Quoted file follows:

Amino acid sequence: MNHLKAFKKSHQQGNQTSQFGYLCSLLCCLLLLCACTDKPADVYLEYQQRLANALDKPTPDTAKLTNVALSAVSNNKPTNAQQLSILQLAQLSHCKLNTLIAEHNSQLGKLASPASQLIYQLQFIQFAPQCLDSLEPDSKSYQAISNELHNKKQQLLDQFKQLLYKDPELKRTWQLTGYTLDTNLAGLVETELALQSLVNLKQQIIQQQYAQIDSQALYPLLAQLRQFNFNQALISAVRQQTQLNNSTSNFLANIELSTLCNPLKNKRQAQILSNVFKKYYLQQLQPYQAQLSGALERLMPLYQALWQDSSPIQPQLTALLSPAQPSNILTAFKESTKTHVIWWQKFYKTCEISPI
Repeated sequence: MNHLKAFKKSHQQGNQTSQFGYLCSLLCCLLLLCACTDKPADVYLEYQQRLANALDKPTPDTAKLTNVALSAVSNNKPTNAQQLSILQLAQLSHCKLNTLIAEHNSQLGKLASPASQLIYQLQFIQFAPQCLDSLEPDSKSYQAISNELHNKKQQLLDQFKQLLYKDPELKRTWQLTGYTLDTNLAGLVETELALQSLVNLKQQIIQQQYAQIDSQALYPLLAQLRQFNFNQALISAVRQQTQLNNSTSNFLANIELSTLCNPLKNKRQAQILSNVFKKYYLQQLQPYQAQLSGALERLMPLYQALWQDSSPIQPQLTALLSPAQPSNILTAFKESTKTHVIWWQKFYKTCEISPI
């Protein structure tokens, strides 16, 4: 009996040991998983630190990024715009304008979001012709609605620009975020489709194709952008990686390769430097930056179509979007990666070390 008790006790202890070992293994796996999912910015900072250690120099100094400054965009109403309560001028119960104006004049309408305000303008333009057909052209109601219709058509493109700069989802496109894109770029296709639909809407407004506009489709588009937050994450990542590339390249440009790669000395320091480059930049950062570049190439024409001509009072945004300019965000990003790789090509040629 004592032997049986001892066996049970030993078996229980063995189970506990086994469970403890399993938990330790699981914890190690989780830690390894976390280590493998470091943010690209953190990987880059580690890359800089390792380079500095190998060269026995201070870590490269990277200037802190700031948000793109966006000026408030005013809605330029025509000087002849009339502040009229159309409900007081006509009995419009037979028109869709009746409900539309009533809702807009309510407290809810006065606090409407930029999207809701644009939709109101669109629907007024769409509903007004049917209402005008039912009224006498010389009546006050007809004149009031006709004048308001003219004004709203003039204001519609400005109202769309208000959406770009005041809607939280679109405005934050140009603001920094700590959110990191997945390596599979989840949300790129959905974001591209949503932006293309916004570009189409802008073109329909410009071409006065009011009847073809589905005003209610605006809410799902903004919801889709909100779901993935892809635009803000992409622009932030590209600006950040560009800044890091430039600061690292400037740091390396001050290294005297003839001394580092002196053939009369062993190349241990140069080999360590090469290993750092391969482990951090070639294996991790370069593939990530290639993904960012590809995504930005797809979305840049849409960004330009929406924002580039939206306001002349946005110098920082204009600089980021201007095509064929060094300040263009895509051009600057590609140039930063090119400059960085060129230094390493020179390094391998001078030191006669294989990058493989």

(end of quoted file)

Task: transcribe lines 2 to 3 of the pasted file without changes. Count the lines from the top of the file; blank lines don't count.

Repeated sequence: MNHLKAFKKSHQQGNQTSQFGYLCSLLCCLLLLCACTDKPADVYLEYQQRLANALDKPTPDTAKLTNVALSAVSNNKPTNAQQLSILQLAQLSHCKLNTLIAEHNSQLGKLASPASQLIYQLQFIQFAPQCLDSLEPDSKSYQAISNELHNKKQQLLDQFKQLLYKDPELKRTWQLTGYTLDTNLAGLVETELALQSLVNLKQQIIQQQYAQIDSQALYPLLAQLRQFNFNQALISAVRQQTQLNNSTSNFLANIELSTLCNPLKNKRQAQILSNVFKKYYLQQLQPYQAQLSGALERLMPLYQALWQDSSPIQPQLTALLSPAQPSNILTAFKESTKTHVIWWQKFYKTCEISPI
């Protein structure tokens, strides 16, 4: 009996040991998983630190990024715009304008979001012709609605620009975020489709194709952008990686390769430097930056179509979007990666070390 008790006790202890070992293994796996999912910015900072250690120099100094400054965009109403309560001028119960104006004049309408305000303008333009057909052209109601219709058509493109700069989802496109894109770029296709639909809407407004506009489709588009937050994450990542590339390249440009790669000395320091480059930049950062570049190439024409001509009072945004300019965000990003790789090509040629 004592032997049986001892066996049970030993078996229980063995189970506990086994469970403890399993938990330790699981914890190690989780830690390894976390280590493998470091943010690209953190990987880059580690890359800089390792380079500095190998060269026995201070870590490269990277200037802190700031948000793109966006000026408030005013809605330029025509000087002849009339502040009229159309409900007081006509009995419009037979028109869709009746409900539309009533809702807009309510407290809810006065606090409407930029999207809701644009939709109101669109629907007024769409509903007004049917209402005008039912009224006498010389009546006050007809004149009031006709004048308001003219004004709203003039204001519609400005109202769309208000959406770009005041809607939280679109405005934050140009603001920094700590959110990191997945390596599979989840949300790129959905974001591209949503932006293309916004570009189409802008073109329909410009071409006065009011009847073809589905005003209610605006809410799902903004919801889709909100779901993935892809635009803000992409622009932030590209600006950040560009800044890091430039600061690292400037740091390396001050290294005297003839001394580092002196053939009369062993190349241990140069080999360590090469290993750092391969482990951090070639294996991790370069593939990530290639993904960012590809995504930005797809979305840049849409960004330009929406924002580039939206306001002349946005110098920082204009600089980021201007095509064929060094300040263009895509051009600057590609140039930063090119400059960085060129230094390493020179390094391998001078030191006669294989990058493989």